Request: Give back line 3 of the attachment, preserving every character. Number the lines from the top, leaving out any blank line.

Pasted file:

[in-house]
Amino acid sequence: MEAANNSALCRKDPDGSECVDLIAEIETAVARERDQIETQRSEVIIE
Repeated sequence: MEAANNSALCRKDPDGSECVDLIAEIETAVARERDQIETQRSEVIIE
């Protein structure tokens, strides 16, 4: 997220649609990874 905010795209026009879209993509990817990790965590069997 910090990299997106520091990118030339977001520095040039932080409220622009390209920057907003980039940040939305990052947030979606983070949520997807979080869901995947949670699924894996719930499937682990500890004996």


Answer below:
Repeated sequence: MEAANNSALCRKDPDGSECVDLIAEIETAVARERDQIETQRSEVIIE